[LMH]FPGA / microcode
Fri Mar 5 10:21:01 2004
On Fri, Mar 05, 2004 at 12:04:12AM -0800, Jaap Weel wrote:
> On 4 Mar 2004, at 18:57, Dan Moniz wrote:
> >On Thursday, March 04, 2004 7:01 PM +0000 Robert Swindells
> ><email@example.com> wrote:
> >>I was only half joking about translating it to VHDL.
> >>The whole CPU would fit into a $15 FPGA using current technology, add
> >>a couple of 16bit SDRAMs and some boot flash and you have a 10x faster
> >Of course, there's the longer term problem of getting a monitor and
> >input devices to talk to it, which would be painful, and disks, file
> >systems, a running install, oh my!
> >Probably, now that I think about it, an FPGA-based Explorer processor
> >on a PCI card, with some interface glue would be the way to go.
I've considered the FPGA idea myself a few times. It would be fun ;-)
One thing to remember, is that by today's standards, the Explorer's
have dinky address spaces. 24MW if I recall correctly. I think that
a blind re-implementation of the architecture would be a waste of
time. Why spend all the time and end up with something with a dinky
Another thing to consider is the basic "back of the envelope
calculation". For the sake of argument, assume that you're using a
Spartan 2E or Spartan 3 (The spartan 3 has bunches of embedded
multipliers. You could really speed up your bignum multiplies with
them ;-)). Using the lower speed grades (much cheaper!) you can
probably run them at about 125 MHz (hands waving wildly...). This
gives you a 125 MHz microinstruction cycle. Of course, you're free to
build your memory subsystem as wide as you like, so make it 40-bits or
48-bits or 64-bits...
Now, on the other hand, you're competing against 3 GHz Pentiums or
AMD64s or Opterons running at 2.6GHz or so. All of these have an
incredible amount of internal parallelism. You can easily get 4 or 5
operations going per cycle (this includes address generator
updates, ALU ops, floating point adds, mults, loads, etc). Without
working hard, this gives you an easy 6M ops/second. It's going
to be really hard to get your 125 MHz FPGA implementation to even
begin to keep up with these monsters.
Perhaps the way to go would be do define
yet-another-lisp-virtual-machine, or figure out what symbolics used (or
just use Common Lisp with lots of declarations!) and target the AMD64
architecture. It's got twice as many registers as the x86, lots of
address space, they keep getting faster and cheaper all the time, and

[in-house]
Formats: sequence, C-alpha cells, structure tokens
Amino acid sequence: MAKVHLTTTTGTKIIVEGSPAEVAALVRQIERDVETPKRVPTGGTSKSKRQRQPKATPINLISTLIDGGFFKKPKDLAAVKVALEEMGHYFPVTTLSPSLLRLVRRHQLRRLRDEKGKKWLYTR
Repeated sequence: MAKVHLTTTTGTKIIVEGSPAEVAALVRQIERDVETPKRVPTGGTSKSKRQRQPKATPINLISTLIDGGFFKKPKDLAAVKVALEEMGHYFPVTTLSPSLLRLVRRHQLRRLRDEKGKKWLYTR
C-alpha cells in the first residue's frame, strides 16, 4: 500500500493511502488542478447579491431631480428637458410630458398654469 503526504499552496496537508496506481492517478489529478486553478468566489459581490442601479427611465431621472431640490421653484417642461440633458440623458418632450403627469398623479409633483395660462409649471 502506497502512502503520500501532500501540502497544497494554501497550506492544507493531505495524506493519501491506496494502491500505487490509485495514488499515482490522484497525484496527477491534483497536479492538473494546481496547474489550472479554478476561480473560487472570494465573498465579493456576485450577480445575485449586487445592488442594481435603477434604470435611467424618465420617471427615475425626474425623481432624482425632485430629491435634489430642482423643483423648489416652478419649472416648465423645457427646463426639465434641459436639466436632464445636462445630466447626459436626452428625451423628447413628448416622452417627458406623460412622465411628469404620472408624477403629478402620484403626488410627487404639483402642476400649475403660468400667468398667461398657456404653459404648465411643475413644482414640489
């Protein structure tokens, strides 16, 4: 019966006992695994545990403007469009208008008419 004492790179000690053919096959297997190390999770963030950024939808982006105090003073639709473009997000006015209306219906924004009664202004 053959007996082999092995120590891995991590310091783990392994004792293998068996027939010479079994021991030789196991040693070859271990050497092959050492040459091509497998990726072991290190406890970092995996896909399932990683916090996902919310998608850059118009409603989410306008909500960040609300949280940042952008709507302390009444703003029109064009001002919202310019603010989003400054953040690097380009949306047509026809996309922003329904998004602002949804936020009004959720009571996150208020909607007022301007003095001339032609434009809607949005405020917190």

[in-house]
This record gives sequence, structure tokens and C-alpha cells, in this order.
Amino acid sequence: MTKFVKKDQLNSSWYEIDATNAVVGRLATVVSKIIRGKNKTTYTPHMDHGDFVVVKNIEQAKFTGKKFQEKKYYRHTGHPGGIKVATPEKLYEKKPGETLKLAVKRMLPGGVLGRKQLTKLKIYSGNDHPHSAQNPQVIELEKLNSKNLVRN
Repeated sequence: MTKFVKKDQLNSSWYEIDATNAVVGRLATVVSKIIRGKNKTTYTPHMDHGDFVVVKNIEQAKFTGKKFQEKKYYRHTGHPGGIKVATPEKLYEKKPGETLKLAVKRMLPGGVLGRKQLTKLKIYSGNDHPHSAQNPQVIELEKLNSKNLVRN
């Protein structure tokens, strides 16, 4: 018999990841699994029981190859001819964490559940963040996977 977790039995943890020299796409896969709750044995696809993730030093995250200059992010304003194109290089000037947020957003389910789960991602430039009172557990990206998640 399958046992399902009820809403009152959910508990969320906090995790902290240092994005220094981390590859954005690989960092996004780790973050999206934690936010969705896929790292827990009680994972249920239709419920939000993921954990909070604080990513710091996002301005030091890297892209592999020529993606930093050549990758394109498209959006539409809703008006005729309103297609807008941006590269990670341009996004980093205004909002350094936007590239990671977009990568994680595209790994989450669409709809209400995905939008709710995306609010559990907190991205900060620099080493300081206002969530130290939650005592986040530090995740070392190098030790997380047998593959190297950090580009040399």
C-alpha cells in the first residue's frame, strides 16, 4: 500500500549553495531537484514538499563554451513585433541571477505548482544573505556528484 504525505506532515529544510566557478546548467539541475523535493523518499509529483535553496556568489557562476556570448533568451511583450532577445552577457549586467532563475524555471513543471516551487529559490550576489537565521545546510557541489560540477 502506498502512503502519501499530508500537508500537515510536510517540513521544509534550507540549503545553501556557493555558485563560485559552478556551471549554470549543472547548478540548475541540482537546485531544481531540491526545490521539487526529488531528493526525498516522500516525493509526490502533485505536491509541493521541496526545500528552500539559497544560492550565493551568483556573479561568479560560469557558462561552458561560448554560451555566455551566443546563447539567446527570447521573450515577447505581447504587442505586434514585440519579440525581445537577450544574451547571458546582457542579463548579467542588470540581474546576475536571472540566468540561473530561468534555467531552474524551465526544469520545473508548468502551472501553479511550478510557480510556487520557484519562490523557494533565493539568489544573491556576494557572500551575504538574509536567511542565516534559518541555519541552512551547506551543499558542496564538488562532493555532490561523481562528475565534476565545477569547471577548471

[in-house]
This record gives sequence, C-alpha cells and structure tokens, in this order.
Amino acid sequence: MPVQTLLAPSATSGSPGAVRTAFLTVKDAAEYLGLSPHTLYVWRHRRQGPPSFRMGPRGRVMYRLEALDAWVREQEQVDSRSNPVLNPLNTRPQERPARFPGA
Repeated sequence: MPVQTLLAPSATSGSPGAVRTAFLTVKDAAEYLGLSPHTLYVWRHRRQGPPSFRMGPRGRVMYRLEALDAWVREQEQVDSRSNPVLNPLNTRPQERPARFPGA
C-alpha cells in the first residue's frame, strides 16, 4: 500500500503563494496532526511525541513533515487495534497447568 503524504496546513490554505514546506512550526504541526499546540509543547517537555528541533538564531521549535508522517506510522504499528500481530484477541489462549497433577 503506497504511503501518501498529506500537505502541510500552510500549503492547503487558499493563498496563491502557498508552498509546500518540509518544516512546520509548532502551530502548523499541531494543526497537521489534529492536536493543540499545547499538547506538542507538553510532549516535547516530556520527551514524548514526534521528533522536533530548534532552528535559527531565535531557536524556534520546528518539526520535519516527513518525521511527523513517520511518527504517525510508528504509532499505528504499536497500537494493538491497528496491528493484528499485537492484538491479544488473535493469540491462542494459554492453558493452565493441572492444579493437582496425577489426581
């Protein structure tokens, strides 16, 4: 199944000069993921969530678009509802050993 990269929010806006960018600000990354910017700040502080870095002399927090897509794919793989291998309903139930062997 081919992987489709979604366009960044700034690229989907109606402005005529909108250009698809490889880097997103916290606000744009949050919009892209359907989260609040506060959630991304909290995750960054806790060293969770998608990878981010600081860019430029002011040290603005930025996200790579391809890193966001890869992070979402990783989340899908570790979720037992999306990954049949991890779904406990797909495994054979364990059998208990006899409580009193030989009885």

you can order one today, and have it delivered tomorrow.
If people really like the idea of running near the metal, consider
using something like the L4 microkernel or EROS as the bottom layer.
EROS implements a persistent single-level store, which would be ideal
for lisp. This means everything is addressed the same. All of memory
is persistent. There is no "file system", just a directory of
objects. EROS is also capability based, which is also very cool, but
not directly relevant to this discussion.
> I don't know if this is applicable, but hey, you never know. When they
> made OpenGenera (you know, the virtual Symbolics-on-Alpha), they didn't
> give it any intrinsic knowledge about DEC's hardware. All it knew how
> to do was to talk on the network. It would then find its filesystem
> through NSF, display its interface through X11, and in various other
> ways leverage the fact that there was always a copy of OSF/1 to take
> care of bit-diddling IO. It's not very purist, but you could do a lot
> with a network interface, while a $200 Walmart FORTRAN Machine can take
> care of I/O.
This seems like a reasonable approach to me. Otherwise you're always
going to be "behind the power curve" when it comes to supporting new
peripheral hardware. Let's just use it!
Note that this is how the microExplorers work too. NFS and RPC to
access the file system and display/mouse/keyboard respectively.
The other approach would be to take a decent compiled CL
implementation (e.g., SBCL) and start moving it closer to the metal.
Let's not forget that compilers are a lot smarter now than they were
15 years ago. I personally think that experimenting with a machine
with persistent memory would be fun.
FYI, there's a port of SBCL to the AMD64 underway.